Hey there, time traveller!
This article was published 30/1/2013 (1300 days ago), so information in it may no longer be current.
HALIFAX -- Intelligence and justice officials around the world will be watching today as a navy officer convicted of selling military secrets to Russia becomes the first person to be sentenced under Canada's Security of Information Act.
Sub-Lt. Jeffrey Paul Delisle will appear in Nova Scotia provincial court for a two-day hearing after pleading guilty in October to breach of trust and passing information to a foreign entity that could harm Canada's interests.
The landmark case has captivated legal experts, international allies and intelligence agencies eager to see how the Canadian judicial system handles the treason of one of its own.
The challenge for lawyers and Judge Patrick Curran is how to come up with an appropriate sentence without having case law to consult under the untested act.
"It's going to be a very difficult exercise because there just isn't really a range that's been set out under this legislation," Mike Taylor, Delisle's lawyer, said in an interview Wednesday.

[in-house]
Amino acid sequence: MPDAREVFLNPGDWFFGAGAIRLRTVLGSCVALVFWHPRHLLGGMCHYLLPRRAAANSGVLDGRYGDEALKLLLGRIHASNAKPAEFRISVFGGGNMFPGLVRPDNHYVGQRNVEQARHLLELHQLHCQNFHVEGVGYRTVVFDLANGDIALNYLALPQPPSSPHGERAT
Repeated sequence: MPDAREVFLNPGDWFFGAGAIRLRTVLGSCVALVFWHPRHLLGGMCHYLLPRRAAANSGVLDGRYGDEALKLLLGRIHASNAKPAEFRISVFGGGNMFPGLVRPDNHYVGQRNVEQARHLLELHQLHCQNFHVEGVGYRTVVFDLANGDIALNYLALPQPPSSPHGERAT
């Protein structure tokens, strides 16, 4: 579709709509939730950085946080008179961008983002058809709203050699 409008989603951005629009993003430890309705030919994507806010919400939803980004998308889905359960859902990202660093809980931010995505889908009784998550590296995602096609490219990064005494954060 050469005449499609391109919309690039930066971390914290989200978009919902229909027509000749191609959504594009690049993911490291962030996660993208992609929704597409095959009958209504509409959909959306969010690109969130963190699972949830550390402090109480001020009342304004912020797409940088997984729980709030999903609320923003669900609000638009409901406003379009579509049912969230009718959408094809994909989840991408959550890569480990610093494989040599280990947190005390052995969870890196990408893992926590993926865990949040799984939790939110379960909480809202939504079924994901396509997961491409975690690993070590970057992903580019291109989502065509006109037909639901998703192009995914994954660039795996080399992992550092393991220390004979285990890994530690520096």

"Although there will be comparisons to the (Official) Secrets Act... things are different and things have changed and the facts are different in those cases.
"We're comparing cases that don't necessarily lie on all fours. They're just not the same thing."
Taylor said he has been searching case law in the United States, the United Kingdom and Canada but found little that matches the unique circumstances of the agent who walked into the Russian Embassy in Ottawa in 2007 to offer his services after his personal life began to unravel.
Legal scholars say Curran will have a tricky time settling on a sentence since he will be faced with general sentencing principles that don't fit well with this type of offence, decades-old espionage cases tried under another act and what are expected to be widely divergent recommendations from the Crown and defence.
It's expected the Crown will ask for a hefty sentence in the interests of deterrence and show its allies it's taking the matter seriously.
-- The Canadian Press